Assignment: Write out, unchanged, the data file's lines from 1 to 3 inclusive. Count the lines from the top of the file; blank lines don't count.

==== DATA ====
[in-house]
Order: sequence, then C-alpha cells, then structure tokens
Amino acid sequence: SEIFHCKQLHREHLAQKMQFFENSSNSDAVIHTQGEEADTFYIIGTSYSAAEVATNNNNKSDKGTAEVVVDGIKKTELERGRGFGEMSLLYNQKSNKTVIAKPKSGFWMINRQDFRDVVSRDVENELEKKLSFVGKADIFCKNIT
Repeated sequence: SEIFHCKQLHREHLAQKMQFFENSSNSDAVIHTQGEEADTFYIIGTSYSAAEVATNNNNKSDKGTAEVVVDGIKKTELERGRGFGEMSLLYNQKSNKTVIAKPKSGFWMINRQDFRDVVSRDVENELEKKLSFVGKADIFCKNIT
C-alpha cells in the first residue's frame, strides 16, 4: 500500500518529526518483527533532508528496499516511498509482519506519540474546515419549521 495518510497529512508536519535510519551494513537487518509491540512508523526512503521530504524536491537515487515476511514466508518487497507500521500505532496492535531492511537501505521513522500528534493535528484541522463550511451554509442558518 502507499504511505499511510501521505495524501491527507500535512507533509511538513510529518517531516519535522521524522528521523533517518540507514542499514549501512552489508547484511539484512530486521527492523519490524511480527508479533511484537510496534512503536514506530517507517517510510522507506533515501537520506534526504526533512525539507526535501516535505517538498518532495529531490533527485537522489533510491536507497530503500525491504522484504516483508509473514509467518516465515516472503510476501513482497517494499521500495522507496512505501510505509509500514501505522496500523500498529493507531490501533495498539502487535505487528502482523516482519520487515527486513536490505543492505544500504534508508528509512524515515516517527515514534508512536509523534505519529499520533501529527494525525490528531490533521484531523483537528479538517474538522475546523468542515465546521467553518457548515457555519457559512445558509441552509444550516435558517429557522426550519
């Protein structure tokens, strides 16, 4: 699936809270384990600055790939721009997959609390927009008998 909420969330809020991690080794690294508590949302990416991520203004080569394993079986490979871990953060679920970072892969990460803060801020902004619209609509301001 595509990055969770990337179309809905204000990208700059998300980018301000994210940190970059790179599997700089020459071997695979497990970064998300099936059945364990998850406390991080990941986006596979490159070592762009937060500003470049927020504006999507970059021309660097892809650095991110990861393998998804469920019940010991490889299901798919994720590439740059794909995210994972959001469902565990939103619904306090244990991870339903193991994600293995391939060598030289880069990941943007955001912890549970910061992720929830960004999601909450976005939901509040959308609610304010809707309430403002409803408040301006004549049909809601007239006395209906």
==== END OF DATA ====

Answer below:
[in-house]
Order: sequence, then C-alpha cells, then structure tokens
Amino acid sequence: SEIFHCKQLHREHLAQKMQFFENSSNSDAVIHTQGEEADTFYIIGTSYSAAEVATNNNNKSDKGTAEVVVDGIKKTELERGRGFGEMSLLYNQKSNKTVIAKPKSGFWMINRQDFRDVVSRDVENELEKKLSFVGKADIFCKNIT